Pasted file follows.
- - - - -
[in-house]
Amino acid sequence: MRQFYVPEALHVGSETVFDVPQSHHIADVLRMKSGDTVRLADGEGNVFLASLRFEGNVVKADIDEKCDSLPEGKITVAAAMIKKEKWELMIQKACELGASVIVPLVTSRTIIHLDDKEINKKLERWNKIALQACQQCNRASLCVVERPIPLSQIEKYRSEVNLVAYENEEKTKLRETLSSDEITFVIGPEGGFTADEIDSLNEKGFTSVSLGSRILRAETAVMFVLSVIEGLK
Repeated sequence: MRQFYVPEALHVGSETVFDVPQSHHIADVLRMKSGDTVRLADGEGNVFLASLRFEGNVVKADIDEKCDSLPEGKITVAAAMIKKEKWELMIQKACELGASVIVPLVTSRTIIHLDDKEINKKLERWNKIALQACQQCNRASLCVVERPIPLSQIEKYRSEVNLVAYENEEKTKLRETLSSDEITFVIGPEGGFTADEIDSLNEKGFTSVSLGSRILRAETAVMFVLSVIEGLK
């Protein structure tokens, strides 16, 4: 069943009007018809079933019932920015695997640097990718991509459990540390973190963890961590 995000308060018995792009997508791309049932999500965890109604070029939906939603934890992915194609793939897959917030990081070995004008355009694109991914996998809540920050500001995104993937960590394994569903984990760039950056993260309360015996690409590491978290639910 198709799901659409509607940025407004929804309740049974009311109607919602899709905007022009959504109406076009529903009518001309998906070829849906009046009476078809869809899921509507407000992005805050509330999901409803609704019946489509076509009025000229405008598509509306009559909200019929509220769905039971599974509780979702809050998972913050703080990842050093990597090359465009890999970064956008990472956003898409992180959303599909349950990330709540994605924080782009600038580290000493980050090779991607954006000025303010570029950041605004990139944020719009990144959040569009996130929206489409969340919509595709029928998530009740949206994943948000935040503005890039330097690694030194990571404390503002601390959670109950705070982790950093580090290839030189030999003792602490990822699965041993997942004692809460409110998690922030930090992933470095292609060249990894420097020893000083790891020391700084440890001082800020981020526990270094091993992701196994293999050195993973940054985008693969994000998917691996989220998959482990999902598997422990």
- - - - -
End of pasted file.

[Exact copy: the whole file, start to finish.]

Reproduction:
[in-house]
Amino acid sequence: MRQFYVPEALHVGSETVFDVPQSHHIADVLRMKSGDTVRLADGEGNVFLASLRFEGNVVKADIDEKCDSLPEGKITVAAAMIKKEKWELMIQKACELGASVIVPLVTSRTIIHLDDKEINKKLERWNKIALQACQQCNRASLCVVERPIPLSQIEKYRSEVNLVAYENEEKTKLRETLSSDEITFVIGPEGGFTADEIDSLNEKGFTSVSLGSRILRAETAVMFVLSVIEGLK
Repeated sequence: MRQFYVPEALHVGSETVFDVPQSHHIADVLRMKSGDTVRLADGEGNVFLASLRFEGNVVKADIDEKCDSLPEGKITVAAAMIKKEKWELMIQKACELGASVIVPLVTSRTIIHLDDKEINKKLERWNKIALQACQQCNRASLCVVERPIPLSQIEKYRSEVNLVAYENEEKTKLRETLSSDEITFVIGPEGGFTADEIDSLNEKGFTSVSLGSRILRAETAVMFVLSVIEGLK
């Protein structure tokens, strides 16, 4: 069943009007018809079933019932920015695997640097990718991509459990540390973190963890961590 995000308060018995792009997508791309049932999500965890109604070029939906939603934890992915194609793939897959917030990081070995004008355009694109991914996998809540920050500001995104993937960590394994569903984990760039950056993260309360015996690409590491978290639910 198709799901659409509607940025407004929804309740049974009311109607919602899709905007022009959504109406076009529903009518001309998906070829849906009046009476078809869809899921509507407000992005805050509330999901409803609704019946489509076509009025000229405008598509509306009559909200019929509220769905039971599974509780979702809050998972913050703080990842050093990597090359465009890999970064956008990472956003898409992180959303599909349950990330709540994605924080782009600038580290000493980050090779991607954006000025303010570029950041605004990139944020719009990144959040569009996130929206489409969340919509595709029928998530009740949206994943948000935040503005890039330097690694030194990571404390503002601390959670109950705070982790950093580090290839030189030999003792602490990822699965041993997942004692809460409110998690922030930090992933470095292609060249990894420097020893000083790891020391700084440890001082800020981020526990270094091993992701196994293999050195993973940054985008693969994000998917691996989220998959482990999902598997422990």